Turmeric Haldi – The Golden Root Explored
Welcome again to the Concorde Gastroenterology Nutrition blog, where we aim to provide education and tips on a healthy lifestyle. Our subjects will vary from nutrition to medications and disease states. Today, we will discuss what has become the golden child (literally) of the anti-inflammatory club. Turmeric is a compilation of different curcuminoids, with curcumin being the most studied. It has been used for centuries in Indian food and adds to the color and aesthetics of dishes.
Within the GI community, there are numerous ailments that that are targets of curcumin- from fatty liver disease to colon cancer.
Curcumin has been widely studied and one mechanism of its anti-inflammatory benefits involves the suppression of the pro-inflammatory NFK-beta pathway. This is associated with many disease states, including fatty liver disease, colon cancer, and biliary disease.
Aggarwal, et al, (2010) showed that curcumin’s anti-inflammatory properties can actually downregulate the interleukins and enzymes that cause insulin resistance. What this means is that curcumin can help with decreasing the negative aspects of adipose (or fat) tissues and the causes of fatty changes in the body, including fatty liver disease. Some animal studies also show that there is an improvement in glucose control and cholesterol.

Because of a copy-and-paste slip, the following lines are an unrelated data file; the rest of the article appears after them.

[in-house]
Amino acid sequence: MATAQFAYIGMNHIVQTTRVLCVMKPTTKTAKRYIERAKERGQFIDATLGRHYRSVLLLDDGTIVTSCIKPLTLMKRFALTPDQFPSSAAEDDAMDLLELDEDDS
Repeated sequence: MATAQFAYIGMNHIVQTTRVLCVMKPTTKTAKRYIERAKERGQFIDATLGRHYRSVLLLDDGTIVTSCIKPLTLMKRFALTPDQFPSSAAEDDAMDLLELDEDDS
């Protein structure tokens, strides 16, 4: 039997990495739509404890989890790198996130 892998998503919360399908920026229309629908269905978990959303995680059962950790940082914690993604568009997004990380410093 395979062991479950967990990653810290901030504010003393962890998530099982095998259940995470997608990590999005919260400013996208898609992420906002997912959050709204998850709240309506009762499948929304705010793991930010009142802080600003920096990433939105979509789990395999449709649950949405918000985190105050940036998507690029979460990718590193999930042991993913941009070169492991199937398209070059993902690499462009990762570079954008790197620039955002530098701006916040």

Why does this matter? Well, any state of chronic inflammation makes cells misbehave and can lead to complications.
Of note, oil helps with the absorption of curcumin. Our recipe includes some oil, but you can rest assured there is a purpose!
Lentil Daal – A Family Recipe
What You need:
- 2 cups of red or yellow lentils
- 1 teaspoon cumin seeds
- 1 fresh cilantro bunch
- 1 teaspoon of ground turmeric powder (I prefer 2 teaspoons, but base this on your palate)
- 2 teaspoons salt
- 2 teapoons red chili powder
- 1 lemon
- 1 teaspoon shredded fresh ginger
- ½ a red onion (if desired)
- Pressure cooker or a large pot
- 4 cups of water (depending on what consistency you want, this can vary.
- 2 teaspoon of olive oil or avocado oil
- Thoroughly wash the lentils so that the water starts becoming clear. Put aside and allow to soak.
- Sautee cumin seeds and onions in oil. Next add the shredded ginger to the mix.
- Add water and lentils to pot. Allow to cook for 30-45 minutes on medium heat. This is where you have to take a chance and check how soft the lentils are. If needed add more water and continue to heat. I like allowing the lentils to cook until very soft.
- Add spices (you can include actual chili peppers, carrots, or celery).
- Wash the cilantro and cut into small pieces.
- Once the daal is soft and seasoned top with cilantro.
- This can be served alone or with brown basmati rice!